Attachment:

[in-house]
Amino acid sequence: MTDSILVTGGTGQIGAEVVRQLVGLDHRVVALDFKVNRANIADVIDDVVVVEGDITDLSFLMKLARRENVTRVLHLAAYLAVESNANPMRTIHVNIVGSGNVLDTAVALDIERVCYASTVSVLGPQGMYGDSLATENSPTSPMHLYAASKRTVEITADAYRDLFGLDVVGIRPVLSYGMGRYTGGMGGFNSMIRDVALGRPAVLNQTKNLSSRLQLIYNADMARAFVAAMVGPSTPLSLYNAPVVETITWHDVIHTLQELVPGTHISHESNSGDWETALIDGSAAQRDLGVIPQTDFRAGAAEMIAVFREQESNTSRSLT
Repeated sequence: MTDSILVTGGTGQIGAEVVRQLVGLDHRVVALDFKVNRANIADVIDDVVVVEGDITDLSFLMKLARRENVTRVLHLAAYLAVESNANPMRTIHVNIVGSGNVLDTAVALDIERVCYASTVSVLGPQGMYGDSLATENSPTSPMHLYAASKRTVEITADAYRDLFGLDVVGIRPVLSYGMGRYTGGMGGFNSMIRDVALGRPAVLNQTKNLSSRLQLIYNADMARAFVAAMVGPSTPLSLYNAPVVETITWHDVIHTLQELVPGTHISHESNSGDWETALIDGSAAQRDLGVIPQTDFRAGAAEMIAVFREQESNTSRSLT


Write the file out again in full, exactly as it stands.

[in-house]
Amino acid sequence: MTDSILVTGGTGQIGAEVVRQLVGLDHRVVALDFKVNRANIADVIDDVVVVEGDITDLSFLMKLARRENVTRVLHLAAYLAVESNANPMRTIHVNIVGSGNVLDTAVALDIERVCYASTVSVLGPQGMYGDSLATENSPTSPMHLYAASKRTVEITADAYRDLFGLDVVGIRPVLSYGMGRYTGGMGGFNSMIRDVALGRPAVLNQTKNLSSRLQLIYNADMARAFVAAMVGPSTPLSLYNAPVVETITWHDVIHTLQELVPGTHISHESNSGDWETALIDGSAAQRDLGVIPQTDFRAGAAEMIAVFREQESNTSRSLT
Repeated sequence: MTDSILVTGGTGQIGAEVVRQLVGLDHRVVALDFKVNRANIADVIDDVVVVEGDITDLSFLMKLARRENVTRVLHLAAYLAVESNANPMRTIHVNIVGSGNVLDTAVALDIERVCYASTVSVLGPQGMYGDSLATENSPTSPMHLYAASKRTVEITADAYRDLFGLDVVGIRPVLSYGMGRYTGGMGGFNSMIRDVALGRPAVLNQTKNLSSRLQLIYNADMARAFVAAMVGPSTPLSLYNAPVVETITWHDVIHTLQELVPGTHISHESNSGDWETALIDGSAAQRDLGVIPQTDFRAGAAEMIAVFREQESNTSRSLT